By JOHN SMITH
Special to the News
Recently, I gave blood at the local American Red Cross Blood Drive. The news briefs that precede these events speak to how perishable blood is and the need to replenish reserves. However, for whatever reason, supplies at this time were critically low. The bold headlines caught my attention and I realized the time had come for me to resume my routine of giving regularly.
For the last 10 years I have made it a habit to donate. Six times a year I manage the 5-6 day schedule into my work routine. I take time off if necessary but usually I can squeeze in as one of the final afternoon donors. Arriving late as I do the staging area always possesses a bustling, cheery weariness. The volunteers and staff have had a full day but do not miss a detail in concluding the drive’s efforts. And so it was in late September when I appeared at the National Guard Armory 15 minutes before the closing. It had been exactly one year since my last donation but the same ambiences prevailed. There were many new donors whom I did not recognize. But what I looked for and found were the familiar faces of those whose work and family schedules allowed them late afternoon opportunities. These are the other regulars with whom I was acquainted and I was about to re-establish my fellowship.
I cannot recall what prompted me to give my blood for the first time. There was not a friend or family member in need. No one encouraged me with a direct appeal. Initially, I am sure, it was an impulsive act. However, since that first time, excepting the last year, I missed few opportunities to donate. Perhaps I am just a creature of habit. Perhaps I felt a debt for my blessed and uncomplicated existence, for the extraordinary health of my family and myself.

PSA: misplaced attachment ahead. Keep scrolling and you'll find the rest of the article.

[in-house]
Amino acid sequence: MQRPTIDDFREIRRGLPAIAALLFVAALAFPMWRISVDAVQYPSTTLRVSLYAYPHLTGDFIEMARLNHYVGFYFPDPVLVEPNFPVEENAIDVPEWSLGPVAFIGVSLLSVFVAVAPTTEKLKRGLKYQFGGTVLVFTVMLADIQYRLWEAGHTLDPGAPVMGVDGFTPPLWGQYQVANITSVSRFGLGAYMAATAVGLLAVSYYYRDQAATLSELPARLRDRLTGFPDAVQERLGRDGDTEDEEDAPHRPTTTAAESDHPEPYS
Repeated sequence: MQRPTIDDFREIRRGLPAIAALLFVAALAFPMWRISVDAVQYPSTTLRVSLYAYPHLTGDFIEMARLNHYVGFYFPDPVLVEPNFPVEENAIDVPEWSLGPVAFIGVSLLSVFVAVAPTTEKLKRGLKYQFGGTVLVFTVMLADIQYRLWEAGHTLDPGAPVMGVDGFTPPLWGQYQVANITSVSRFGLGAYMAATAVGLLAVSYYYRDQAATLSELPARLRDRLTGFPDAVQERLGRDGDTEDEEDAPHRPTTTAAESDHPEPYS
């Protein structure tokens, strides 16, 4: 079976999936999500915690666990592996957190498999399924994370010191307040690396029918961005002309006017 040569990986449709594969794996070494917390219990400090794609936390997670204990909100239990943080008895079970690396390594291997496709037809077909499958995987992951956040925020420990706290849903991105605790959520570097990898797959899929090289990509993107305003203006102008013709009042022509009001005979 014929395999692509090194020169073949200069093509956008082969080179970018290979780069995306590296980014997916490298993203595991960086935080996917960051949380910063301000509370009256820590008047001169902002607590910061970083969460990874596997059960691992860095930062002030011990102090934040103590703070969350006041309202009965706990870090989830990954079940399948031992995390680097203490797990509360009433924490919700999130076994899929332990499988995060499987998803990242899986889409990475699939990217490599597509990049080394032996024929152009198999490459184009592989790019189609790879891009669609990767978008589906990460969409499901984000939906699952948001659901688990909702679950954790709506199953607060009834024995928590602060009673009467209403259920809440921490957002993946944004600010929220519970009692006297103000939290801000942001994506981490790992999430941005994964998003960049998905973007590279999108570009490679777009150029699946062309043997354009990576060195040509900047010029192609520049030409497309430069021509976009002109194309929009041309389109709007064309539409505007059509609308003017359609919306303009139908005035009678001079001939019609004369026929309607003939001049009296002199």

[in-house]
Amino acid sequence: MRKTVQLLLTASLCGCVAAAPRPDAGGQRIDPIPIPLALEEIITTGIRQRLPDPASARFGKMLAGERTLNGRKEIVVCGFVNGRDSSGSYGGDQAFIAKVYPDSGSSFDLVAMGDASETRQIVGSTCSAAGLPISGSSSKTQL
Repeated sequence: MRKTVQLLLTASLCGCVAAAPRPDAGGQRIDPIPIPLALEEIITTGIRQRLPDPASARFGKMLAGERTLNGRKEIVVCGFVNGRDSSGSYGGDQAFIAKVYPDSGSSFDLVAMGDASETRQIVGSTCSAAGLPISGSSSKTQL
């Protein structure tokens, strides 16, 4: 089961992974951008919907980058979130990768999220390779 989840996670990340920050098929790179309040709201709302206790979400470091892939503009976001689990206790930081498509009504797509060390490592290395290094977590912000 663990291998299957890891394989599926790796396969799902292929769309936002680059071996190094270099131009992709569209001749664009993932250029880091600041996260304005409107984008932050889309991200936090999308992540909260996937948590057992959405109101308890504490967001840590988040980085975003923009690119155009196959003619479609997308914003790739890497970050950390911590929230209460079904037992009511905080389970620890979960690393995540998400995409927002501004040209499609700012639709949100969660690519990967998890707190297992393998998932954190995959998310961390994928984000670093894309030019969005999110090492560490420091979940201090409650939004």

Whatever, I digress. Donating became a part of my normal routine. Each time I received a pin for my contribution I was proud as a kindergartner with a star on their finger-painting. I was not changing the world but giving definitely made me feel good.
This time I again found comfort in the familiar ritual and protocol of donating. I completed the lifestyle questionnaire. I was attentive to my blood pressure and pulse readings. I watched anxiously as a droplet of my blood was immersed in a solution to measure hemoglobin. When finally it was my turn and following the needle’s stick, I was left alone for the 10 to 15 minutes as my blood was drawn.
This is the stage I had most missed. My tiny gesture has reached it culmination. For a brief moment in time I have finally done all that I can do. There is no way to know who or how many might benefit. Giving has a way of extending beyond the recipient. I take satisfaction in the fact that there is no recognition for this small anonymous gift. My reward is the right to indulge in some vanity. That and maybe, just maybe, I can momentarily answer the underlying question at the root of all this self-congratulatory musing: Do I make a difference?
The reason for the lengthy break in my giving blood is not a happy story. Every routine in my family’s life has been altered in the past year. Our oldest son, Noah, was seriously injured in a vehicle accident while returning to the University of Oregon after Thanksgiving.